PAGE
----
Formula One team McLaren has been fined $100m (£49.6m) after being found guilty of fraudulent behaviour linked to its possession of confidential design documents belonging to Ferrari.
The FIA World Motor Sport Council’s finding relates to the confidential dossier, which was alleged to have been leaked by Ferrari’s head of performance development Nigel Stepney to McLaren’s chief designer Mike Coughlan. The team has also been thrown out of this year’s F1 constructors’ championship.
However, according to a statement by Ron Dennis, chairman and chief executive officer of the McLaren Group, he does not accept that the team deserved to be penalised in this way.
He said in a statement, ‘Today’s evidence given to the FIA by our drivers, engineers and staff clearly demonstrated that we did not use any leaked information to gain a competitive advantage. The entire engineering team provided statements to the FIA affirming that they had never received or used the Ferrari information.’
While Dennis accepted that the information from Ferrari was indeed in the personal possession of one of McLaren’s employees, he said the issue is whether this was used, and this was not the case.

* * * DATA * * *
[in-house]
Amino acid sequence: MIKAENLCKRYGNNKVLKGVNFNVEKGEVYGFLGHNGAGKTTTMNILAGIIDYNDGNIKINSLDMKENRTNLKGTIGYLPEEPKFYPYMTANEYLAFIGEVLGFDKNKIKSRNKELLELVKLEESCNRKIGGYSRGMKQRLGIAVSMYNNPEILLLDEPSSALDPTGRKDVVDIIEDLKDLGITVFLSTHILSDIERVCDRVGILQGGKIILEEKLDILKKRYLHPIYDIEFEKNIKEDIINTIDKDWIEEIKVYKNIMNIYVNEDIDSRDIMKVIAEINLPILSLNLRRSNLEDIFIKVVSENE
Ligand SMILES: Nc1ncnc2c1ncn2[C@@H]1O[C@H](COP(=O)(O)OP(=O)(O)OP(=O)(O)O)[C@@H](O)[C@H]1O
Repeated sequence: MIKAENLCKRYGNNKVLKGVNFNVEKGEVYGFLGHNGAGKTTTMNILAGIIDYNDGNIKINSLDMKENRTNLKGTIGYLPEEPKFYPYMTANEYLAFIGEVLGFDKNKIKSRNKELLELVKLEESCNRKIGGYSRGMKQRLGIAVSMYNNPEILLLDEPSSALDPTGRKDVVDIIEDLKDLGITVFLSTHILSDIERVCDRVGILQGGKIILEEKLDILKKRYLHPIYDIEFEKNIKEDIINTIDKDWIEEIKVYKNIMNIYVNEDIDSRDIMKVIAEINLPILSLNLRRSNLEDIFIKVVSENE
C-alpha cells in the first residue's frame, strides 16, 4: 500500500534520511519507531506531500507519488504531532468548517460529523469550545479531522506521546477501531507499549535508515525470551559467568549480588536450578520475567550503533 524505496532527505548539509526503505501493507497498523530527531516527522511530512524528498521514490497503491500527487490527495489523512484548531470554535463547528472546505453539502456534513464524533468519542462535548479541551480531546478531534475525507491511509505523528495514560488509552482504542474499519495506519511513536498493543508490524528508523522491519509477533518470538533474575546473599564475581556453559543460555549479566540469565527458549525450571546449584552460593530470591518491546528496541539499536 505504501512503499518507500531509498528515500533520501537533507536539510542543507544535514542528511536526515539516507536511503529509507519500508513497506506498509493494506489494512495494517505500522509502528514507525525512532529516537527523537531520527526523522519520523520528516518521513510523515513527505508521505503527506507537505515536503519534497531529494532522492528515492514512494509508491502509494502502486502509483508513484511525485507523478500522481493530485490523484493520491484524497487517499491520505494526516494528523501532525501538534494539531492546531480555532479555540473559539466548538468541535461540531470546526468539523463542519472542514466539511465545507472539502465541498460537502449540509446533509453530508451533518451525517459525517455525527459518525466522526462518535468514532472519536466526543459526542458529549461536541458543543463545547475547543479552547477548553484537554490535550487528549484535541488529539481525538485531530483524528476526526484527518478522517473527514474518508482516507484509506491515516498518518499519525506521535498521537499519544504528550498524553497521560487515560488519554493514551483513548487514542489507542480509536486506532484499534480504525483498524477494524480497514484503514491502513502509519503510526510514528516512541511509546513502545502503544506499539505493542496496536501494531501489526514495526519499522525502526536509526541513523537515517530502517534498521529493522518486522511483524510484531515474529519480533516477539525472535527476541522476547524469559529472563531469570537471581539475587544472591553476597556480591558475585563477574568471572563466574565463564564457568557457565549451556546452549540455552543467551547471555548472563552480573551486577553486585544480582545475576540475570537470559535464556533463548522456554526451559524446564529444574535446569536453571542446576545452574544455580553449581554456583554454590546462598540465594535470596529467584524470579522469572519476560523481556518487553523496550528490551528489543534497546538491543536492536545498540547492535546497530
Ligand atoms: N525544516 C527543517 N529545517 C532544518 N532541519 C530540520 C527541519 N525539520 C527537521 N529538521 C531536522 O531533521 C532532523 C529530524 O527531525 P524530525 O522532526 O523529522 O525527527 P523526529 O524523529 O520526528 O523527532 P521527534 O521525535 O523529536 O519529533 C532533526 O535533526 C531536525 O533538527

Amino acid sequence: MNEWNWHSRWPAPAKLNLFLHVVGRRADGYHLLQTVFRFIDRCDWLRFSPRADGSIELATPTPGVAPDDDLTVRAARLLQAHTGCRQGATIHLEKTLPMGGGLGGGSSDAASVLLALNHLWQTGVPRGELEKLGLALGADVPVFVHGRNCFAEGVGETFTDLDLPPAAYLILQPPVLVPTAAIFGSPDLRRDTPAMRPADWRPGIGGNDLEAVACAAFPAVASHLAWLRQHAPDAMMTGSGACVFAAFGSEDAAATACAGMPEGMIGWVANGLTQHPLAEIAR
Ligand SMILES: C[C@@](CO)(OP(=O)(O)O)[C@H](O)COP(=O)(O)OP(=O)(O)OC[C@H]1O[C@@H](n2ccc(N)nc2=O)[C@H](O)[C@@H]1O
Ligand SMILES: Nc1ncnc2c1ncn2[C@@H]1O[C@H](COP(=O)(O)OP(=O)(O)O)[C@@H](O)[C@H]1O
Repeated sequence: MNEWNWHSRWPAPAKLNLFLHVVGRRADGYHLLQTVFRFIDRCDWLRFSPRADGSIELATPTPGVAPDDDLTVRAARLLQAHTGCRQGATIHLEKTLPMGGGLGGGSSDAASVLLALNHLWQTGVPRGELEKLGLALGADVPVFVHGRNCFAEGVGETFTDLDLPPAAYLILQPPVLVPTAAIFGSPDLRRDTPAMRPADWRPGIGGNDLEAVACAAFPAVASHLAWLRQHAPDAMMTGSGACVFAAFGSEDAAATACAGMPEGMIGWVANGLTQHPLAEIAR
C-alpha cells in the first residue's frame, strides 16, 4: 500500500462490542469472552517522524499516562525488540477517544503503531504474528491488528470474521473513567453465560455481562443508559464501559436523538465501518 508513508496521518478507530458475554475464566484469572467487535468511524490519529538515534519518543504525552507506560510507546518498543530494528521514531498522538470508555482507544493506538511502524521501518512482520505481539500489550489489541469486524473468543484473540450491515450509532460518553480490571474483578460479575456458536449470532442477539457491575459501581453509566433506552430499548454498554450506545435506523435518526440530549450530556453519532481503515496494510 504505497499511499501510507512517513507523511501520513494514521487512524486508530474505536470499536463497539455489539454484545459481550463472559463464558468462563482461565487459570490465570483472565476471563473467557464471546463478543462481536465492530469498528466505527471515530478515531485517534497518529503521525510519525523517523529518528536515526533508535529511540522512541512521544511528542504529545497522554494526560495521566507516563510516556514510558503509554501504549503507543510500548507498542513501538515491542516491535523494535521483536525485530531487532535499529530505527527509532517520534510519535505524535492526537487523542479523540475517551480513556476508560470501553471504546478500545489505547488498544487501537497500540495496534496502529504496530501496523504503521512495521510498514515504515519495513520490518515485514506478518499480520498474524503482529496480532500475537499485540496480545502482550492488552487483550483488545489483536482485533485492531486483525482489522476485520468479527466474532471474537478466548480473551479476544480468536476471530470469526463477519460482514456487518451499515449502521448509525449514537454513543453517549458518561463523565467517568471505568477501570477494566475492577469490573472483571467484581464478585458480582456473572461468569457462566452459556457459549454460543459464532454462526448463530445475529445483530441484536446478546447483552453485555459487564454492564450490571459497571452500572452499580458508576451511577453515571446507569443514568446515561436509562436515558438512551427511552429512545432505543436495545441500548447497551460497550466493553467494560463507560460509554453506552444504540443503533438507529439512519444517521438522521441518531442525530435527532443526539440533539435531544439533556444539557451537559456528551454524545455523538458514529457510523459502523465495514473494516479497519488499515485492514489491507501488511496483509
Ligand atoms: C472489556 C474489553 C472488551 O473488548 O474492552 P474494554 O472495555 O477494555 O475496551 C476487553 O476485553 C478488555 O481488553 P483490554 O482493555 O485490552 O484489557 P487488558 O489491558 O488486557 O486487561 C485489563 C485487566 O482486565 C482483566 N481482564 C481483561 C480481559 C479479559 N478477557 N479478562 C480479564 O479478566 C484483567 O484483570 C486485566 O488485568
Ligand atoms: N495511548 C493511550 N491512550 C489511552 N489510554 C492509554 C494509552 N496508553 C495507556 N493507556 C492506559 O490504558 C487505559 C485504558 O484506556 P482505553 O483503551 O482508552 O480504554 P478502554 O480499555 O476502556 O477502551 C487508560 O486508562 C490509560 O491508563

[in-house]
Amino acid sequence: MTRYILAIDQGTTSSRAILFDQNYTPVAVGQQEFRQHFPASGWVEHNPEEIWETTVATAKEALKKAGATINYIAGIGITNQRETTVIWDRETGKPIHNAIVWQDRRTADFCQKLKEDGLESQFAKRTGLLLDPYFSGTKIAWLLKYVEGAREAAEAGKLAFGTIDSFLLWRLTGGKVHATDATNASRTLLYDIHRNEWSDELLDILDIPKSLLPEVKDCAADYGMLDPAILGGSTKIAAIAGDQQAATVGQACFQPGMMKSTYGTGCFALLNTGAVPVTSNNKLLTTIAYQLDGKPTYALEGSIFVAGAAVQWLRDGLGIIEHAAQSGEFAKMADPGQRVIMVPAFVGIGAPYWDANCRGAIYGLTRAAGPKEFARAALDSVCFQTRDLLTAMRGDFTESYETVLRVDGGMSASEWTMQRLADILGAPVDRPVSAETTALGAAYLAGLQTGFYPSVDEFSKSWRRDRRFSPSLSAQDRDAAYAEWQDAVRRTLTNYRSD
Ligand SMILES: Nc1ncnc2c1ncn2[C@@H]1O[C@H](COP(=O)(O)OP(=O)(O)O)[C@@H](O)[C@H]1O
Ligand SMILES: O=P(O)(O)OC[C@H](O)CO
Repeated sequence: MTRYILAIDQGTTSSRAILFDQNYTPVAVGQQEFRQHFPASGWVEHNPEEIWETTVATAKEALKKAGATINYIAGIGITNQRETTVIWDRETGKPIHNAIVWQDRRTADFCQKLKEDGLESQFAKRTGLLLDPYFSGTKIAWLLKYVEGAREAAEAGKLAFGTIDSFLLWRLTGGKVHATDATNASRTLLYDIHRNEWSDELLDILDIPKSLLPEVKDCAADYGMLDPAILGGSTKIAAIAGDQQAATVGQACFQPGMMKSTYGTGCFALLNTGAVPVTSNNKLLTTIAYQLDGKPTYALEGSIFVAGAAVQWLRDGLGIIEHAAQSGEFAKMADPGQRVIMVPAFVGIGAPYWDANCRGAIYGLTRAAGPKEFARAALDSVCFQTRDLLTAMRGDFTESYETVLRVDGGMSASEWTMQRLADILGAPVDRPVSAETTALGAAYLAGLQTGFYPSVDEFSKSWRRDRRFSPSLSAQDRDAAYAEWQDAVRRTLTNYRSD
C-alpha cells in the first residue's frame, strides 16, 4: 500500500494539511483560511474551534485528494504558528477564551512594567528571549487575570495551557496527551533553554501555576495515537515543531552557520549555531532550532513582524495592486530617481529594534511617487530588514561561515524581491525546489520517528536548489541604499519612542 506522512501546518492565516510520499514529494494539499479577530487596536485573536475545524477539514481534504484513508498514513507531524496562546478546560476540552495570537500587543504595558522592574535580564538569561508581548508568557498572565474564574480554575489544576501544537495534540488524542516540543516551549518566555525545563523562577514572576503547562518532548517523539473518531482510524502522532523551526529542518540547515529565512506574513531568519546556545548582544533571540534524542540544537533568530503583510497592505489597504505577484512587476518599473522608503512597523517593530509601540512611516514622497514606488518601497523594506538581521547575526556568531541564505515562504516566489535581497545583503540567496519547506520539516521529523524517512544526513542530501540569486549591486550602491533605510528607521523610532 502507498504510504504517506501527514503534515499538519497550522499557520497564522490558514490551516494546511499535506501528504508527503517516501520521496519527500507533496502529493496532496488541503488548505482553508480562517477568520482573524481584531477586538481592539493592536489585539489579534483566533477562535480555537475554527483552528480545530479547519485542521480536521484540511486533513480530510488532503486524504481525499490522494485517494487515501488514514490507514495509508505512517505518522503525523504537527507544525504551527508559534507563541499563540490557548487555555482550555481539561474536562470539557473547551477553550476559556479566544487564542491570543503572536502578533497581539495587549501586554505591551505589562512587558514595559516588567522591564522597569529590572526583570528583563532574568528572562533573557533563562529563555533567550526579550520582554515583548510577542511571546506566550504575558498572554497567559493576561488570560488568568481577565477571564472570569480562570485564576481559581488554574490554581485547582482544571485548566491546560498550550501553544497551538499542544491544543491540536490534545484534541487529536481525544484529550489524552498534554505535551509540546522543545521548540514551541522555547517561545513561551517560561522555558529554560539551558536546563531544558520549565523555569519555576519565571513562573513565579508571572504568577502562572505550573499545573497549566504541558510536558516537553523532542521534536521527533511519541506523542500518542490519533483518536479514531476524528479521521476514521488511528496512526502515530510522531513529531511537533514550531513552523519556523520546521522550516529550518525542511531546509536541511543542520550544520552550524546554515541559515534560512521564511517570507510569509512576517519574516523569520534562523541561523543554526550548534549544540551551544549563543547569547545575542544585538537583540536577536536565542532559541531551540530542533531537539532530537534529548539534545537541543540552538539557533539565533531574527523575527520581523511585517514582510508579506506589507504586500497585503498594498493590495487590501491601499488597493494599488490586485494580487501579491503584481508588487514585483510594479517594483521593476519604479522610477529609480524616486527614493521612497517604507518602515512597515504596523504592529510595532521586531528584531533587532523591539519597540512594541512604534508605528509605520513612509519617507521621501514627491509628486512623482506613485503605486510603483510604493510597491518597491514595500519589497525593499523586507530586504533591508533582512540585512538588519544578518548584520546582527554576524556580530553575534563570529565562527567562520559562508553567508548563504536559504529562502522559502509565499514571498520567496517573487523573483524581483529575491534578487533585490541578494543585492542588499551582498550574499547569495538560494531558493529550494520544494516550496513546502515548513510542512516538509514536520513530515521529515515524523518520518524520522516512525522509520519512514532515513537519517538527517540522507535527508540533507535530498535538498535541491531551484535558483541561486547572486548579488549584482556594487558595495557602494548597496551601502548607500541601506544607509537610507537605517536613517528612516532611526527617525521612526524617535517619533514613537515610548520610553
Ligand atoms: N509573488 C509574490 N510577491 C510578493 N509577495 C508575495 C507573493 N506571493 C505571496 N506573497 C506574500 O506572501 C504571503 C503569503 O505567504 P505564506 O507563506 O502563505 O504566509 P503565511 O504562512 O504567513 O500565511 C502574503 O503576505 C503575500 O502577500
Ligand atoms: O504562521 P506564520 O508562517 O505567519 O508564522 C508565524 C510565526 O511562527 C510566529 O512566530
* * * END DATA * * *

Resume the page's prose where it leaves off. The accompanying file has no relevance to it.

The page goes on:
He added, ‘We are also continually asked, “If McLaren didn’t use the information, what was the reason for Stepney and Coughlan collecting all this data about Ferrari?” We can only speculate, but we do know that they were both seeking employment with other teams, as already confirmed by both Honda and Toyota.’
According to a statement by Ferrari, ‘In light of new evidence, facts and behaviour of an extremely serious nature and grossly prejudicial to the interest of sport have been further demonstrated. Ferrari is satisfied that the truth has now emerged.’
In July, the FIA ruled that there was ‘insufficient evidence’ as to whether the material had been used. But, if the information was found to have been used McLaren could be excluded from this year’s championship.
Earlier that month, Coughlan was suspended by McLaren when documents were found in his house. Ferrari claimed that the designer and his wife had copies of its design secrets, allegedly passed on by Stepney, according to reports.